Leadership for New Leaders

June 9, 2009
3 Comments

After a recent guest lecture, one of the students approached me afterwards and asked me for advice about leadership and management. She was about to become a first-time manager and leader for a six-person team. Later, she emailed me about the same topic. Below is my reply to her.

"Simply because you care about these issues of true leadership and are willing to study, think, and put forth the effort to become a good leader, immediately places you in a favorable position. You will succeed, almost certainly, as a natural consequence. But, whatever advice you take or book you read, ask yourself, "Do I serve those I lead, or do those I lead serve me?" It's a pretty simple question that boils everything extraneous about leadership and management away.

You mentioned to me twice, once in our conversation and again in your email, that you wanted to be "respected." Exercise caution in your pursuit of that goal because it can quickly become motivated by pride and ego. The more you pursue respect from those you lead, the less likely you are to find it. Instead, exercise the behaviors which engender respect-- such as competence in your job, mutual respect for others, courage, a healthy lifestyle, creativity, integrity, humor, and honesty-- and let respect flow to you naturally, if it so chooses. Abraham Lincoln was a prime example of someone who was routinely insulted by those that he led, notably members of his appointed Cabinet and commanders of the Union Army. He would tolerate unbelievable levels disrespect from both groups, as long as he felt that their overall value to the mission overshadowed their insults against him. However, he had his limits of tolerance and would take swift action to remove people from the team when their impact on the mission became undeniably negative. Be watchful when yearning for "respect" from those you lead. It's a subtle and common road to hardship for many new leaders and managers.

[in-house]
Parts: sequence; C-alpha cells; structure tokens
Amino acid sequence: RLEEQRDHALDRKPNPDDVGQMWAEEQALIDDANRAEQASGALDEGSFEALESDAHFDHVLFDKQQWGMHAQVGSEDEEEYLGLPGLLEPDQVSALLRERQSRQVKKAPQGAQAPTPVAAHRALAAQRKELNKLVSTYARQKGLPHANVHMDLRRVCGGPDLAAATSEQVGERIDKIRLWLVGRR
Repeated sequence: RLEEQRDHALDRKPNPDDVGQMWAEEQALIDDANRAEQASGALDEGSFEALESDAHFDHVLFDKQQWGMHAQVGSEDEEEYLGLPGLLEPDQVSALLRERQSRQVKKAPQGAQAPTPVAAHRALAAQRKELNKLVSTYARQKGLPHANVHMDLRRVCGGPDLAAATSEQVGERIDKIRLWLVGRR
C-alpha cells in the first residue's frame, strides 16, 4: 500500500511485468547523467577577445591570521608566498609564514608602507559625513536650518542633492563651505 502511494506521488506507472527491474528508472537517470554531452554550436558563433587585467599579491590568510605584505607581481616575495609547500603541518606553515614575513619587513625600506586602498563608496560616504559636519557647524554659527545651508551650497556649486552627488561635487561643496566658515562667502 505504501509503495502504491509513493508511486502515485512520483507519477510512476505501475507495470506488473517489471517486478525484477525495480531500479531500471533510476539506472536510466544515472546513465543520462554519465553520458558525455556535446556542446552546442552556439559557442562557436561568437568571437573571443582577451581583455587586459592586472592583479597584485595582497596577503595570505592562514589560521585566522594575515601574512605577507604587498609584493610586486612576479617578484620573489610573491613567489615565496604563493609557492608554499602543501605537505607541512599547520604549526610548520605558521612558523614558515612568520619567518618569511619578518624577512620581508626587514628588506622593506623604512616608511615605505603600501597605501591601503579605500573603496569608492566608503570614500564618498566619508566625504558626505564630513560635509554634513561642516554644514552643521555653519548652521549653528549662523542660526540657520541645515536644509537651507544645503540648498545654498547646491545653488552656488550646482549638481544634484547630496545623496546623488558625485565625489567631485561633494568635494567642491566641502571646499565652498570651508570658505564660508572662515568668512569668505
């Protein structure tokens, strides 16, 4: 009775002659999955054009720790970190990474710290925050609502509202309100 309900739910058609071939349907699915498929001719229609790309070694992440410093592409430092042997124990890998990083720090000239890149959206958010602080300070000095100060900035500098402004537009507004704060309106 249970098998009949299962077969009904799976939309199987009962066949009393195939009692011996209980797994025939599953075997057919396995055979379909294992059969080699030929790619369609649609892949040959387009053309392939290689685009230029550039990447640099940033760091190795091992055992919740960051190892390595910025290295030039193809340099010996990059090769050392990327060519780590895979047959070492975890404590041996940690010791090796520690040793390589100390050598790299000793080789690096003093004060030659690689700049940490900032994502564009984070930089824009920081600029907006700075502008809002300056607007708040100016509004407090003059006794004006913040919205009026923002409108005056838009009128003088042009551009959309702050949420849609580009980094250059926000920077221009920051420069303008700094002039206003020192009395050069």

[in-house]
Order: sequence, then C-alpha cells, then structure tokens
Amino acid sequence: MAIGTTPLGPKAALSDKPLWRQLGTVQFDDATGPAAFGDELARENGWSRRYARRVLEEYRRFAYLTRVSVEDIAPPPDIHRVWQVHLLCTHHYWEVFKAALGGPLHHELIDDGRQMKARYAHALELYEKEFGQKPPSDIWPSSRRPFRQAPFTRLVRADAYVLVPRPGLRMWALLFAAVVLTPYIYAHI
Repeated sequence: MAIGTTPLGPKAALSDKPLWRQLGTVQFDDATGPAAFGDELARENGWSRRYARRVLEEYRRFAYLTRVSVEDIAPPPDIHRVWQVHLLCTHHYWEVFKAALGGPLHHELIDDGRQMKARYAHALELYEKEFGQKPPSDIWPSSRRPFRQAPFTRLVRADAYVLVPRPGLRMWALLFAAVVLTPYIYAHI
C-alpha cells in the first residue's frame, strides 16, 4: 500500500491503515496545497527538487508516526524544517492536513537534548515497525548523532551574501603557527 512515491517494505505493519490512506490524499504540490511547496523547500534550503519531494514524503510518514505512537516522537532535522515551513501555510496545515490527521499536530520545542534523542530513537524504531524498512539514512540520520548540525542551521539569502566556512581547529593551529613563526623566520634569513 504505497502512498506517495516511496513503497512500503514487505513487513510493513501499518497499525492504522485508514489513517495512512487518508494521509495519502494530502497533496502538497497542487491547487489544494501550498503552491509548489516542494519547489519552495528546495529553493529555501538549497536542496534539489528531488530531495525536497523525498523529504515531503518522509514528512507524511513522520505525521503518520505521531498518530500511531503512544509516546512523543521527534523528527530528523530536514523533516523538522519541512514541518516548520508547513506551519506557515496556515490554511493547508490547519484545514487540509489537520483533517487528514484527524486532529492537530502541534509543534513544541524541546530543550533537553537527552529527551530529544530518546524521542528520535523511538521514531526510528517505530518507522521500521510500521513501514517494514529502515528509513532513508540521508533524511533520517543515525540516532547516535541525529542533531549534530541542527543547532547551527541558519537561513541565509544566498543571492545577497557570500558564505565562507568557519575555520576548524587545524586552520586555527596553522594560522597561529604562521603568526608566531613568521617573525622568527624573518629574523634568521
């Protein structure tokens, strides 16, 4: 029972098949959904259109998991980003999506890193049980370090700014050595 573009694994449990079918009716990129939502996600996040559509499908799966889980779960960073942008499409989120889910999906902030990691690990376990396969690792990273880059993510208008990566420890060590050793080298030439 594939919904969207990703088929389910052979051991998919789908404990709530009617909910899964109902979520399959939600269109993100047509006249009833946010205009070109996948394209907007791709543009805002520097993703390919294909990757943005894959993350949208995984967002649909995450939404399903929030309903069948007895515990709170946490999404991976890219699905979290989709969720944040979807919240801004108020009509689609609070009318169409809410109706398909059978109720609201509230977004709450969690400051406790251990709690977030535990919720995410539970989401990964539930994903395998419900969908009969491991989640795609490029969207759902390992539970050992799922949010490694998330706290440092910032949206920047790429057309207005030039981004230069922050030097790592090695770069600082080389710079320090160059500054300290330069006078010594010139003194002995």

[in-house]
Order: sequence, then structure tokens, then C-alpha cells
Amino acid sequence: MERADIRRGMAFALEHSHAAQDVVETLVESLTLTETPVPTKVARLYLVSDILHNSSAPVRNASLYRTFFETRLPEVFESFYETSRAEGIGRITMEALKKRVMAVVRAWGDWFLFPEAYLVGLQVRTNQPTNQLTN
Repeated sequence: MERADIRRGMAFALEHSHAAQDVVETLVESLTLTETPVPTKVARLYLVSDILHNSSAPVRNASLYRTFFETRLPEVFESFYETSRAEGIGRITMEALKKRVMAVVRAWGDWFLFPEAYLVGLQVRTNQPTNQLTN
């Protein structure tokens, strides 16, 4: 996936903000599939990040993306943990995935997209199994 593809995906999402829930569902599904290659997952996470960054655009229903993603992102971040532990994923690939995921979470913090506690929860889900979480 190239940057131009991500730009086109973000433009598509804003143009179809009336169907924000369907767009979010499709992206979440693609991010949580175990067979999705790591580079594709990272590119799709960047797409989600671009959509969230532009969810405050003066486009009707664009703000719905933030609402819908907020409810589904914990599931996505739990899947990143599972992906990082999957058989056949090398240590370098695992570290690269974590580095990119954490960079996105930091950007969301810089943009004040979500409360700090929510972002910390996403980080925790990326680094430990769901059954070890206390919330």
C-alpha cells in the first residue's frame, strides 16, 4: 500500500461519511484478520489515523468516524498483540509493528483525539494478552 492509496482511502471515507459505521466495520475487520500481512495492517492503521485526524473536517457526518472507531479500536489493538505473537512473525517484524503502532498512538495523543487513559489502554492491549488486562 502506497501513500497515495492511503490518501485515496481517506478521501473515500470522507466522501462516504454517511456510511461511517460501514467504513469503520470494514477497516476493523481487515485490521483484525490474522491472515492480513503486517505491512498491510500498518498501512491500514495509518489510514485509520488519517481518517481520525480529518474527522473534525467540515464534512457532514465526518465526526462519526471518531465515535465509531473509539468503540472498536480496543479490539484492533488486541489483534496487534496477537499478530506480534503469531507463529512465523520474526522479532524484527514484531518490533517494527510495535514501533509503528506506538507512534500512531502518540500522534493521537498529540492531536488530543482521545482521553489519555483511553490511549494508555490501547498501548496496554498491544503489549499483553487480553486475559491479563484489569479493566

From the perspective of traditional text books on leadership and management, my favorite books are "The Leadership Challenge", by Kouzes and Posner; "First, Break All the Rules: What the World's Greatest Managers Do Differently" by Buckingham and Coffman; and "The Toyota Way", by Jeff Liker. These books helped me realize that I wasn't crazy after all-- at least on issues of leadership and management. The philosophies which seemed so obvious to me, but so contrary to much of corporate America, were, in fact, what most employees hoped for from their business managers and leaders. These books gave me the courage to stand comfortably in the winds of opposition, oftentimes from my peers and occasionally from my supervisors.

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Leadership is one of my favorite topics because it is so often overlooked in Management training. I have read many definitions of Leadership, but the one I always use is this:

Leadership is the Art of Influencing and Directing a group of people in way that will Win their self-confidence, respect, and loyal cooperation, in achieving a common goal.

See: "Art of Leadership" HCI Nov 2008

Dale,

Wow - the fact that you took the time to answer a student's query with such insight and compassion is a clear indicator of remarkable leadership, IMO. Actually, your approach is not unlike that evidenced by many of Lincoln's letters! (The one that immediately comes to mind is his now famous letter of encouragement to George Latham, upon hearing of his failure to be accepted to Harvard). I commend you!

Thanks for a thought-provoking, and thoughtful, post ~

G.

Wow. This is a wonderful post/email Dale. I agree with every one of your points. I believe being a good leader depends on the following things:

  • Having a clear vision of where the group is going.
  • Communicating that vision to the team.
  • Embodying the standards, work ethic and integrity you want the entire team to have.
  • Encouraging and appreciating the smallest of successes, the tiniest bit of extra effort.
  • Ignoring small failures or imperfections if the right intention was there.
  • Trusting that the people you have chosen will make the right decisions and gently educating them when they don't.
  • Addressing situations that need to addressed, rather than letting unacceptable performance fester. (Ironically, the worst managers I have worked for were not dominant and authoritarian, but weak and amorphous, never resolving conflicts due to fear of confrontation.)

Probably the best "measure" I now use when dealing with an employee situation is: how would I want to be treated? What would I want to hear in this situation that would encourage me? It's amazing how differently a manger will act when that is the measure they use.